Dan Weber article

By: GO TROJANS



Talk about all the plays, the 82-yard punt return for USC or the 92-yarder for Arizona State.

Or the N'Keal Harry 44-yard TD pass from Manny Wilkins for ASU against Tyler Vaughns' 48-yarder with 35 seconds left to close it to the final 38-35 score for USC.

Or maybe you would rather talk about Eno Benjamin's 49-yard TD run or Wilkins 45-yard keep for the Sun Devils against the 36-yard double pass from Vaughns to Michael Pittman despite double coverage in the end zone.

Lots of highlight reel stuff here. Redshirt freshman quarterback Jack Sears (20 of 28 for 235 yards and two TD) was more than adequate once he got up to speed for a concussed JT Daniels and that doesn't count the perfect 45-yard bomb that Vaughns couldn't come down with in the end zone at the end of the third quarter forcing a USC punt.  "A warrior," Clay Helton called him, thanking Sears for how he's handled losing out on the quarterback competition. 

The there was Talanoa Hufanga, whose game-high 11 tackles give the freshman from Corvallis, Ore., 23 the last two games -- and true "warrior" status. That he broke his collarbone on ASU's final touchdown and will not get the chance to go home and play in a game USC badly needs makes his loss even more problematic. Of five players USC considered starters at safety at the end of August, by the end of this game, all of them were gone. 

That includes senior safety Marvell Tell, a surprise no-go Saturday after a week of not working much at all with a series of stingers from the Utah game. Told he could go with a collar to protect his neck, he decided Friday that he'd rather not take that chance. And so he was among the gone-for-the-game guys. 

Also gone was USC's second-longest-in-the-nation 19-game home winning streak, maybe the last thing this team and coaching staff could hang their hats on. But it wasn't the flea-flicker and punt returns USC will remember for this loss, it was the failure to gain a single yard at the Sun Devil 20 with just over 10 minutes left and USC driving to go ahead once again, down 31-28.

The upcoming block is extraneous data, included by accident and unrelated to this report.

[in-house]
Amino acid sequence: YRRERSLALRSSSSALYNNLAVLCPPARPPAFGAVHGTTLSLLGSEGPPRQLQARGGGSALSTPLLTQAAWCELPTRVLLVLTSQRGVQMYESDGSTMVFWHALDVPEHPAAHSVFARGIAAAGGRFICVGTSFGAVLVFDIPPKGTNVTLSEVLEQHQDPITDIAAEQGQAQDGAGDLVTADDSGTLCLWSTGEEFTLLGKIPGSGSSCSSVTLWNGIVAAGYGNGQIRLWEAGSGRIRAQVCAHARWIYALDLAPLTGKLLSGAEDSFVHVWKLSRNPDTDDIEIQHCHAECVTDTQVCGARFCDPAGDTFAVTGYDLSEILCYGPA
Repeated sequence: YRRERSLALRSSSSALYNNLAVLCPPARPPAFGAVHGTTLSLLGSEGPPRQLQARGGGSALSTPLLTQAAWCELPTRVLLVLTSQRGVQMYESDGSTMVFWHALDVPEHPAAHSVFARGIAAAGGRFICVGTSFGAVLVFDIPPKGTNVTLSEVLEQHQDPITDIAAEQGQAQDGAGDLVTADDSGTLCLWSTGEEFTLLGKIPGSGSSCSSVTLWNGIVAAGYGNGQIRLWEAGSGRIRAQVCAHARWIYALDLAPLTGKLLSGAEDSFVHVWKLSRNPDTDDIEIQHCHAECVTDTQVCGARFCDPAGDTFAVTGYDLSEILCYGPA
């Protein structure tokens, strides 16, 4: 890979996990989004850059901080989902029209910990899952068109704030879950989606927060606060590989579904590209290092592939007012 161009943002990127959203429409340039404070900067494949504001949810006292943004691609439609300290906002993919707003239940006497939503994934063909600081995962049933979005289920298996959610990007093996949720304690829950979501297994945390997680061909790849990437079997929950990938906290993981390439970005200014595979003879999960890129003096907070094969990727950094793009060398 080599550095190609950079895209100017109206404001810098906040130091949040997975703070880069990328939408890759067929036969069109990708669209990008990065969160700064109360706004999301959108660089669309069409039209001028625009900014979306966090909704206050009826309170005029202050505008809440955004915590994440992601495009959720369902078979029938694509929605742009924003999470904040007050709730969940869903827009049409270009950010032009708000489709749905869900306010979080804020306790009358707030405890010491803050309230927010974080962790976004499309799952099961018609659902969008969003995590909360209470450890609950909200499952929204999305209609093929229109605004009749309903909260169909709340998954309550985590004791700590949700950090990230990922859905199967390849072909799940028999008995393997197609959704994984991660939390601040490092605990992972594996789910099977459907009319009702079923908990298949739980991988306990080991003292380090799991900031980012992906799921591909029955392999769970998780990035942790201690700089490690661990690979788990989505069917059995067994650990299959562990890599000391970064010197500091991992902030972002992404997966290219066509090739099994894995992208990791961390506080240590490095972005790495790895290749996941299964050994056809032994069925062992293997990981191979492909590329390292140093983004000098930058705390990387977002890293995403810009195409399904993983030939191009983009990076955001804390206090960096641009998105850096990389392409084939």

Had it been fourth and 2, USC would have kicked the tying field goal. When it turned out to be fourth and 1, after a timeout with the crowd booing the decision to go for the tie and kick a field goal, Helton inserted USC's heavy Thor package with 290-pound center Brett Neilon as the blocking back, and called on its leading ball-carrier, senior Aca'Cedric Ware  (64 yards on 13 carries, a 4.9 average) to get that all-important one yard. 

Only he didn't. As USC proved once again this season, when the Trojans need tough yards, short yards, forget it. That's not what the Trojans do. Not how they practice. Not what they believe in. Not who they are.

"Ultra-aggressive," Clay Helton said he'd promised his players the offensive plan would be. "I thought we had a good play called and we got penetration in the A-gap on a power play that worked for us earlier."

That ASU penetration cut off the pulling guard into that left guard gap and there was no gain. Probably a bad spot too, as Toa Lobendahn said. But of course, it's the Pac-12. And the man coming through the gap was freshman ASU linebacker Merlin Robertson, the 6-foot-3, 256-pound Serra kid doing wonders in Tempe who USC chose not to recruit -- not a fit here for whatever reason.

But he fit there on that run when USC could not. And when you think of it, how could USC fit this right? That is not what or how they practice. Power runs in short-yardage situations just don't fit in much even on the one day a week USC goes in full pads.

And this is the problem, say some of the people who were in the room when Clay pitched the kind of program he planned to have at USC. A program USC people would be proud of. A physical program. A no-nonsense, power-running football team that would make you think of USC football at its best. A disciplined, mistake-free team that kind of program demands. A team that would put the fear of the Lord into opponents.

The kind of a program that a son of the South not to mention the son of a long-time and well-respected college and NFL line coach, Kim Helton, would be expected to bring back to USC. It would start up front with the road-graders. The guys who would pave the way for a running attack that would allow USC football to maintain control of any game it played in.

Only that's not how it's turned out. And those folks who put their trust in Clay feel like they were sold a bill of goods. This isn't the team and the program Clay promised. Sam Darnold, Ronald Jones and Deontay Burnett are gone. They could get yards and points in bunches. Not as much discipline needed avoiding penalties when you do it that way.